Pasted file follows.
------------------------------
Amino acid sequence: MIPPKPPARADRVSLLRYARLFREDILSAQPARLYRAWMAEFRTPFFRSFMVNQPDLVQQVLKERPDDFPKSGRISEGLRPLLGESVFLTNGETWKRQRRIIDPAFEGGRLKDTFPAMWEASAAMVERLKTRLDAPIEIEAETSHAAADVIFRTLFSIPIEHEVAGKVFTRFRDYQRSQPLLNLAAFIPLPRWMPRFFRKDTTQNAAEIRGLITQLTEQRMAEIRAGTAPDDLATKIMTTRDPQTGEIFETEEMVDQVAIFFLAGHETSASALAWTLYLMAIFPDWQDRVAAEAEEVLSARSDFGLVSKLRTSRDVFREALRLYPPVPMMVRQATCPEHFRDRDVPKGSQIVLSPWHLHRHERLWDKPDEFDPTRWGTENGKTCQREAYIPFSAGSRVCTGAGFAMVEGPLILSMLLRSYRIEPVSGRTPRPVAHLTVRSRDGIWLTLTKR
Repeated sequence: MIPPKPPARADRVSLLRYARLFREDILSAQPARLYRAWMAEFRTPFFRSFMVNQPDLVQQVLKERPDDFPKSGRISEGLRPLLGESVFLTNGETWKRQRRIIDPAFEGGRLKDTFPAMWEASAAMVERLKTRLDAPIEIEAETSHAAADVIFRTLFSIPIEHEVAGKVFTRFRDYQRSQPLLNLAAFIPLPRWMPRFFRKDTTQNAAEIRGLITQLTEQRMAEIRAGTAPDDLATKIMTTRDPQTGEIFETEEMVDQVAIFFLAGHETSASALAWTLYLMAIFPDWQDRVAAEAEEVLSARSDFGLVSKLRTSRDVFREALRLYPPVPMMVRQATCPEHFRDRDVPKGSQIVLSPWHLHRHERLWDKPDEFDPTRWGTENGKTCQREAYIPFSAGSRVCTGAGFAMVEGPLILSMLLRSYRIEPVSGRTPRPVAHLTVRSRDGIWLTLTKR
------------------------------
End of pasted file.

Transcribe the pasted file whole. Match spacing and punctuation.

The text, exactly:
Amino acid sequence: MIPPKPPARADRVSLLRYARLFREDILSAQPARLYRAWMAEFRTPFFRSFMVNQPDLVQQVLKERPDDFPKSGRISEGLRPLLGESVFLTNGETWKRQRRIIDPAFEGGRLKDTFPAMWEASAAMVERLKTRLDAPIEIEAETSHAAADVIFRTLFSIPIEHEVAGKVFTRFRDYQRSQPLLNLAAFIPLPRWMPRFFRKDTTQNAAEIRGLITQLTEQRMAEIRAGTAPDDLATKIMTTRDPQTGEIFETEEMVDQVAIFFLAGHETSASALAWTLYLMAIFPDWQDRVAAEAEEVLSARSDFGLVSKLRTSRDVFREALRLYPPVPMMVRQATCPEHFRDRDVPKGSQIVLSPWHLHRHERLWDKPDEFDPTRWGTENGKTCQREAYIPFSAGSRVCTGAGFAMVEGPLILSMLLRSYRIEPVSGRTPRPVAHLTVRSRDGIWLTLTKR
Repeated sequence: MIPPKPPARADRVSLLRYARLFREDILSAQPARLYRAWMAEFRTPFFRSFMVNQPDLVQQVLKERPDDFPKSGRISEGLRPLLGESVFLTNGETWKRQRRIIDPAFEGGRLKDTFPAMWEASAAMVERLKTRLDAPIEIEAETSHAAADVIFRTLFSIPIEHEVAGKVFTRFRDYQRSQPLLNLAAFIPLPRWMPRFFRKDTTQNAAEIRGLITQLTEQRMAEIRAGTAPDDLATKIMTTRDPQTGEIFETEEMVDQVAIFFLAGHETSASALAWTLYLMAIFPDWQDRVAAEAEEVLSARSDFGLVSKLRTSRDVFREALRLYPPVPMMVRQATCPEHFRDRDVPKGSQIVLSPWHLHRHERLWDKPDEFDPTRWGTENGKTCQREAYIPFSAGSRVCTGAGFAMVEGPLILSMLLRSYRIEPVSGRTPRPVAHLTVRSRDGIWLTLTKR